Infrared Light Therapy for Recovery, Fitness, Skin Care, and Total-Body Wellness is available on KindleUnlimited at https://amzn.to/3YkaDzj.
Chapter Five: Infrared Light Therapy at Home
One of the most appealing factors of infrared light therapy is that it can easily be conducted at home and with minimal costs. In this section, we’re going to discuss the best ways to safely get results from home infrared light therapy.
Building Your Own Infrared Sauna
Infrared saunas are a relaxing way to break a sweat and enjoy the therapeutic potential of infrared light. Because of the safe way infrared lamps produce heat, infrared sauna sessions are less likely to cause faintness or shortness of breath. Users typically report a more comfortable experience from start to finish, and infrared lights help to bestow the fresh, glowing look that we all want.
You may have experienced an infrared sauna at a high-end spa -- or even as part of a prescribed medical regimen -- but there are other ways. In fact, many people are building infrared saunas in their own homes, allowing them to relax and rejuvenate whenever they feel the urge!
What About Portable Infrared Saunas?
There are a number of “portable” options available to consumers, many of which look like large canvas tents. While these can be effective, multiple consumers have found that building their own infrared sauna was easier, less expensive, and yielded better results than any of the other options on the market. Now, we’re going to show you how you can build your own sauna so you can see for yourself how easy it is.
Getting Started: Understanding How Your Infrared Sauna Will Work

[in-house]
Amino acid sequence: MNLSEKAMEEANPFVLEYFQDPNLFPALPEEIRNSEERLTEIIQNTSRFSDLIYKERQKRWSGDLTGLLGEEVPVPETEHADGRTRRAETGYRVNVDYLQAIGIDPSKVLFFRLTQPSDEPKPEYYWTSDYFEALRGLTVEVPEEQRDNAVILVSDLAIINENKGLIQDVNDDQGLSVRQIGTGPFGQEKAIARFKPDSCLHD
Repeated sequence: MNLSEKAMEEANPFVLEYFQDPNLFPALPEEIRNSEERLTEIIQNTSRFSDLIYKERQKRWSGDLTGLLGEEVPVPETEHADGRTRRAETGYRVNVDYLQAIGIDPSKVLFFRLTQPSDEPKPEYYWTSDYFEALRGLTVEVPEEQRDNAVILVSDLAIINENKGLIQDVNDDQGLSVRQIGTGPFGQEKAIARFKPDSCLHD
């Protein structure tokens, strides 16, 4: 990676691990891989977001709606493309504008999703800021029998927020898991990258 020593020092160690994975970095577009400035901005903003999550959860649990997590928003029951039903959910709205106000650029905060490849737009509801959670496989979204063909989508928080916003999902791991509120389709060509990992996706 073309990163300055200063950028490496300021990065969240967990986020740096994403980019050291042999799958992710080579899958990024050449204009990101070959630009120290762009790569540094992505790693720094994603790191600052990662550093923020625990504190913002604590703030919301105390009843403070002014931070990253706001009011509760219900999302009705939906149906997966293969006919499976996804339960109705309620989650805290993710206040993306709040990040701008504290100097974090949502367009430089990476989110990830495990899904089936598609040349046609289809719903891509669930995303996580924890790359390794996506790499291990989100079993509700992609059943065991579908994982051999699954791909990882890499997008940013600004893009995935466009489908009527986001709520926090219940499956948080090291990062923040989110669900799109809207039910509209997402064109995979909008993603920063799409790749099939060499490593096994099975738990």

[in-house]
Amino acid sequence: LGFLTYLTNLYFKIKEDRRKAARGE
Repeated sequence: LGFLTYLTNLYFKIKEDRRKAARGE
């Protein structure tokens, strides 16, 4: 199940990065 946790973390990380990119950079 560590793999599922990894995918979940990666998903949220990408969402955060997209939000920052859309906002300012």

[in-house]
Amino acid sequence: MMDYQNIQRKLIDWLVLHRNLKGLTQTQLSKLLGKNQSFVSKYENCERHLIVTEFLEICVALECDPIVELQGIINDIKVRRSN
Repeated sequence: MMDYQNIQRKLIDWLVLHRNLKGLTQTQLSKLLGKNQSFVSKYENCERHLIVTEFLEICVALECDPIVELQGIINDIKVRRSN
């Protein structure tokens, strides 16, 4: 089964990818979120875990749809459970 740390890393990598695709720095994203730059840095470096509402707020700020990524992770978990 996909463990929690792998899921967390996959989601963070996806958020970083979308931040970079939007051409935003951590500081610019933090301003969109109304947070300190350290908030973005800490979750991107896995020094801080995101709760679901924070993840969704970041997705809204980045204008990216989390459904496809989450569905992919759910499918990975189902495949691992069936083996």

Before we get into the setup of a home sauna, let’s take a look at how an infrared sauna actually functions.
First of all, we must consider the heat source. The “heaters” in an infrared sauna don’t just heat the air. Your infrared sauna will use a series of bulbs which emit infrared and red light that penetrates your body and warms it. Much of the therapeutic benefit of NIR bulbs comes from the deep, penetrating nature of the light which is able to reach all the way down to deep tissue, even bone.
This is quite different from saunas that use ceramic heaters or hot rocks to produce ambient heat which must be absorbed into the body.
The good news about infrared light is that it’s convenient and easy to work with. When it comes to making an infrared sauna at home, you don’t need to worry about extremely high levels of humidity, installing high-voltage heaters with GFCI circuits, assembling cedar paneling, or performing any other tasks that might require a contractor.
The text above is an excerpt from Infrared Light Therapy for Recovery, Fitness, Skin Care, and Total-Body Wellness. A complete copy of the ebook is available on KindleUnlimited at https://amzn.to/3YkaDzj.
If you prefer to purchase a printed copy, click here.